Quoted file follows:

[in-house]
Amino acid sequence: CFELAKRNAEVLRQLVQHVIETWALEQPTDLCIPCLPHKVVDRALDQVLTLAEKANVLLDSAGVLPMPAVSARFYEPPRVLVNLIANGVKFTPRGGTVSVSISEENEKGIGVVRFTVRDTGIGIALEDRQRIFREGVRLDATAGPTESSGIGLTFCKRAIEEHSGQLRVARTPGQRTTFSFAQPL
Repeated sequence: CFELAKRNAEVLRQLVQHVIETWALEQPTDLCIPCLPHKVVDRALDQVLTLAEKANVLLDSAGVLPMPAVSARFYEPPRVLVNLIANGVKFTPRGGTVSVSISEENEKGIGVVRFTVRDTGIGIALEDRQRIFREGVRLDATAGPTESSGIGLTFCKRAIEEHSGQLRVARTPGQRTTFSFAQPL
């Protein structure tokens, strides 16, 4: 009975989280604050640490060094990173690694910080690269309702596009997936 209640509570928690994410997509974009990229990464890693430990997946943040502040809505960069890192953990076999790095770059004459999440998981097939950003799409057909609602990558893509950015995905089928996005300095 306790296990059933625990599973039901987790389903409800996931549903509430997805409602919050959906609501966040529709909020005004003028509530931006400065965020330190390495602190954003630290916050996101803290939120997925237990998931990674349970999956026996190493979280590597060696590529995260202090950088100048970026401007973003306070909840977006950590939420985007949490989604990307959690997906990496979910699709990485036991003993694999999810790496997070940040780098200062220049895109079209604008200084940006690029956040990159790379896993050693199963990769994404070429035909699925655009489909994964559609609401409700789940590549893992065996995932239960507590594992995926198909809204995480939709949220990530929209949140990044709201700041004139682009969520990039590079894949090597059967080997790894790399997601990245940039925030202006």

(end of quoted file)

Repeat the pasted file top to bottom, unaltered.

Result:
[in-house]
Amino acid sequence: CFELAKRNAEVLRQLVQHVIETWALEQPTDLCIPCLPHKVVDRALDQVLTLAEKANVLLDSAGVLPMPAVSARFYEPPRVLVNLIANGVKFTPRGGTVSVSISEENEKGIGVVRFTVRDTGIGIALEDRQRIFREGVRLDATAGPTESSGIGLTFCKRAIEEHSGQLRVARTPGQRTTFSFAQPL
Repeated sequence: CFELAKRNAEVLRQLVQHVIETWALEQPTDLCIPCLPHKVVDRALDQVLTLAEKANVLLDSAGVLPMPAVSARFYEPPRVLVNLIANGVKFTPRGGTVSVSISEENEKGIGVVRFTVRDTGIGIALEDRQRIFREGVRLDATAGPTESSGIGLTFCKRAIEEHSGQLRVARTPGQRTTFSFAQPL
């Protein structure tokens, strides 16, 4: 009975989280604050640490060094990173690694910080690269309702596009997936 209640509570928690994410997509974009990229990464890693430990997946943040502040809505960069890192953990076999790095770059004459999440998981097939950003799409057909609602990558893509950015995905089928996005300095 306790296990059933625990599973039901987790389903409800996931549903509430997805409602919050959906609501966040529709909020005004003028509530931006400065965020330190390495602190954003630290916050996101803290939120997925237990998931990674349970999956026996190493979280590597060696590529995260202090950088100048970026401007973003306070909840977006950590939420985007949490989604990307959690997906990496979910699709990485036991003993694999999810790496997070940040780098200062220049895109079209604008200084940006690029956040990159790379896993050693199963990769994404070429035909699925655009489909994964559609609401409700789940590549893992065996995932239960507590594992995926198909809204995480939709949220990530929209949140990044709201700041004139682009969520990039590079894949090597059967080997790894790399997601990245940039925030202006």